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The Good Press - Issue #45: Weather

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The Good Press

February 24 · Issue #45 · View online

A newsletter of observations about life, sports, and/or anything else that comes to mind


The climate crisis is making severe weather rear its ugly head more often, and that’s meant a whole lot of ice and snow across the United States this winter. On weathering the storms we’re all facing today and weathering the storms to come.

Hello and welcome to another edition of The Good Press, a newsletter of observations about life, sports, and/or anything else that comes to mind.
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The neighbor's roof's ice has evolved from ice dams to ice fangs, which seems ominous
The neighbor's roof's ice has evolved from ice dams to ice fangs, which seems ominous
Weather
One of the smallest, most insignificant things I never realized that I miss these days is just shooting the breeze with someone about the weather.
“Looks like we’re getting some rain this weekend, huh?”
“Yep, looks like it.”
“…”
“Anyway, good seeing you”
[Exit stage left]
Nevertheless, small talk about the weather is pretty interesting these days.
Snowy, icy weather has had a heavy presence here where I’m at for much of February this year. We’re some of the lucky ones, though, compared to many other places. We’re fortunate to have not lost power or water from any weather we’ve had this winter (tempting fate even publishing that, but oh well).
So far this winter, I’ve helped a couple of cars get unstuck from the ice and snow, and I’ve had help getting my car unstuck once as well. I’ve been driving a two-wheel-drive car for five winters now, and this is the first time I’ve really regretted not getting another all-wheel-drive vehicle, as I had back in college.
Before this winter, I was unaware of the existence of ice dams nor roof rakes. I’m familiar now. Ice is nothing to mess with, and out here where you don’t have salt trucks going up and down the roads, it can be downright menacing.
So stay warm, stay safe, and stay healthy wherever you’re reading this from.
Between the inclement weather and the continuing fight against COVID-19, it’s been a rough winter in America, no matter where you’re residing today.
We passed the 500,000 confirmed coronavirus deaths threshold in America this week. That’s half a million lives cut tragically too short, in what may end up as the worst mass casualty event in American history once the ink is dry, likely worse than any war, and in a fraction of the timespan of other crises.
I think about how lucky I am every day. How fortunate I am to have shelter, a roof over my head, food on my table, gas in my gas tank, money in the bank when so many people are weathering these crises with less than what I have. Sure, things could be better. But I can’t complain. The most important thing is weathering these storms (the ones we can see and the ones we can’t) so that when we make it to the other side, we can seize the day like never before.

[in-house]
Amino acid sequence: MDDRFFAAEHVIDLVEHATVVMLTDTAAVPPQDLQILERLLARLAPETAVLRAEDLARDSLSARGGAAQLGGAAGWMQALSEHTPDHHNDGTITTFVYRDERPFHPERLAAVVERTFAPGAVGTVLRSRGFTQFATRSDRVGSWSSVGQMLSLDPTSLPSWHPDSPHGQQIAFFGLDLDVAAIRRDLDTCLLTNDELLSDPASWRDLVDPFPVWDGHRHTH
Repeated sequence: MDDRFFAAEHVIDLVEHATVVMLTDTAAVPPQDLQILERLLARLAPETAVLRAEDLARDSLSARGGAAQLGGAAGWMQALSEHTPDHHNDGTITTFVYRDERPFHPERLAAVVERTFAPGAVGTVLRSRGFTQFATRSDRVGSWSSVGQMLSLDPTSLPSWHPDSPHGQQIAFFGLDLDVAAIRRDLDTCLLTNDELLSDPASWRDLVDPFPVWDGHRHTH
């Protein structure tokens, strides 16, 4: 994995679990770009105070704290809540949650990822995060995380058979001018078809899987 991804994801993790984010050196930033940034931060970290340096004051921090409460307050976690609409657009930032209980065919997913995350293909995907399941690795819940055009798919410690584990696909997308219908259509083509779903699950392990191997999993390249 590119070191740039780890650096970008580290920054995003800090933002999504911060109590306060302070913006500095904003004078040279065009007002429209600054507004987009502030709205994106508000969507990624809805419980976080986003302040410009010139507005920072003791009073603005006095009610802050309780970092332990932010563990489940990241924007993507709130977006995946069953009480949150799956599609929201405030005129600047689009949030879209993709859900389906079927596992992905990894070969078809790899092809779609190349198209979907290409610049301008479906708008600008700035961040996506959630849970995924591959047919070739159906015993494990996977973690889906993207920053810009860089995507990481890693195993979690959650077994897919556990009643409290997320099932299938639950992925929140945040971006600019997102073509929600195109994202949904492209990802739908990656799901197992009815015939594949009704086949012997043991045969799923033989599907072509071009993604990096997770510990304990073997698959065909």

And when we get to the other side of COVID-19? Well, I’m afraid these extreme weather events are not going to get less frequent or less severe. That’s the unfortunate reality of a climate crisis that is already wreaking havoc all over the world and threatens to get worse if serious action isn’t taken. Special Presidental Envoy for Climate John Kerry recently made comments that caused a stir, speaking to the urgency of the task at hand.
Elaborating on John Kerry’s claim that "we have nine years left" to avert the climate emergency
While “we have nine years left!” is an oversimplification that the Washington Post fact-checked thoroughly in the link above, there’s no doubt that the fate of the future of our planet is the greatest challenge of our lifetimes. It’s high time that world leadership treats it like the emergency it is while we still can.
As Penn State University climate scientist Michael E. Mann said in the story linked above, to use a highway analogy, “We want to get off the earliest exit we can. But if we missed the 1.5C exit, we still work like heck to get off at the 2C exit.”
Another climate scientist in that article, Daniel Swain of UCLA, offered his interpretation of what Kerry could’ve more accurately stated, saying, “The scientists have been telling us for decades that we need to act as fast as possible to avert the worst consequences of climate change. Despite that, substantive action has been delayed so long that we’re now bearing witness to the harm caused by warming that has already occurred in communities around the world. It is still well within our power to turn the tide, slowing and eventually halting global warming by bringing our net carbon emissions to zero. But we have to act now to prevent ever greater societal harm and disruption in the coming years and decades.”
In Other Words
We can’t blame this rough winter on whether the groundhog saw his shadow.
It’s up to all of us to pitch in and do our part to leave this world better and more beautiful than it was when we inherited it. People in power and large corporations have a much bigger influence on the climate than you or I, but every bit counts. Science News wrote about the impact of everyday things:
What lifestyle changes will shrink your carbon footprint the most? | Science News
What we weather and how we weather it each day goes beyond what the thermometer says. It’s also about how we cope with what’s happening, and that, too, is more than just how many layers of clothing we’re putting on.